The gloves are off on both sides. As indicated by the editorial in China’s People’s Daily states that China will fight the trade war to the end while influential Chinese journalist Hu Xijin said that “we have nothing more to lose, while the US is starting to lose China”, highlights China’s tougher stance.  Meanwhile President Trump is looking at the “Emergency Economic Powers Act of 1977” in forcing US companies to quit China.

Asia’s markets have responded in pain, with stocks and currencies falling while safe havens such as US Treasuries have been in demand.  Indeed the 10-year US Treasury yield has fallen to a three-year low.  Markets have priced in even further easing by the Fed FOMC, with almost three rate cuts by the PBoC discounted in by the end of this year.  Equity futures point to a weak opening in US equities today.

One casualty is the Chinese yuan, which took another leg lower today, having fallen by close to 7% since mid-April.  Further pressure on the yuan is likely, but China may not be too concerned as long as the pace of weakness does not get out of hand. China may try to control the pace of the decline to prevent a repeat of the FX reserves drain seen in mid-2015 and Jan 2016. At the least yuan depreciation will act as a buffer for Chinese exporters against increased US tariffs.  However, expect further yuan depreciation to be met with increased criticism and perhaps more US action, with the US already having labeled China a currency manipulator.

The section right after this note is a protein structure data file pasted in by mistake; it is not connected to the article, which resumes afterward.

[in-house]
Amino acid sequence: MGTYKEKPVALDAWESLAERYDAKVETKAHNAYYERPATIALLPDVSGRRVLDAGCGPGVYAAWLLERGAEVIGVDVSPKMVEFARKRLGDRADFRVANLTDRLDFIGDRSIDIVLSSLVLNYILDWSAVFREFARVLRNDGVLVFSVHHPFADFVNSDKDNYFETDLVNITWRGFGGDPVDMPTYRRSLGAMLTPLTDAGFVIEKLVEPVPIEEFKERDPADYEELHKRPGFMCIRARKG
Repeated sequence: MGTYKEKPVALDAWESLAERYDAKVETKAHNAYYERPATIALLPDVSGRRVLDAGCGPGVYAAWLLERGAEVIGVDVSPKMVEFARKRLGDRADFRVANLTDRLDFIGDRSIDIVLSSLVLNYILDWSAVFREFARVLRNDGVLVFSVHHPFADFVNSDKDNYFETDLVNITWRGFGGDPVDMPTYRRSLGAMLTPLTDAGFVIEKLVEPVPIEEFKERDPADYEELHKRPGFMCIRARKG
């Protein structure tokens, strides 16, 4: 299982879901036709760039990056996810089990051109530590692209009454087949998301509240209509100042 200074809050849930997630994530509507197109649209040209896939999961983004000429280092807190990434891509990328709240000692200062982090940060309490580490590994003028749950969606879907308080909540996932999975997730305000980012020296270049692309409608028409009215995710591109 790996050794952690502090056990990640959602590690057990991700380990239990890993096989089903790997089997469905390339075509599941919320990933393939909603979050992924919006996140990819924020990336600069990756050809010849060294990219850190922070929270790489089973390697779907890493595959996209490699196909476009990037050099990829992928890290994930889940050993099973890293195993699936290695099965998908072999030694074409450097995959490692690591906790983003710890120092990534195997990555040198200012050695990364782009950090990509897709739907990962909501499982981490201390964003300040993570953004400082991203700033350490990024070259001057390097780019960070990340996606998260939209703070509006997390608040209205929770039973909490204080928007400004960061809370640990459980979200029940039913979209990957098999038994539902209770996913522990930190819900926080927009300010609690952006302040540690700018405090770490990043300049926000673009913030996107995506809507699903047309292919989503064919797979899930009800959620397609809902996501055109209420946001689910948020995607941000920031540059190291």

A Host Of Global Risks

Last week was a tumultuous one to say the least.  It’s been a long time since so many risk factors have come together at the same time.  The list is a long one and includes the escalation of the US-China trade war, which last week saw President Trump announce further tariffs on the remaining $300bn of Chinese exports to the US that do not already have tariffs levied on them, a break of USDCNY 7.00 and the US officially naming China as a currency manipulator.

The list of risk factors afflicting sentiment also includes intensifying Japan-Korea trade tensions, growing potential for a no-deal Brexit, demonstrations in Hong Kong, risks of a fresh election in Italy, growing fears of another Argentina default, ongoing tensions with Iran and escalating tensions between India and Pakistan over Kashmir.

All of this is taking place against the background of weakening global growth, with officials globally cutting their growth forecasts and sharply lower yields in G10 bond markets.  The latest country to miss its growth estimates is Singapore, a highly trade driven economy and bellwether of global trade, which today slashed its GDP forecasts.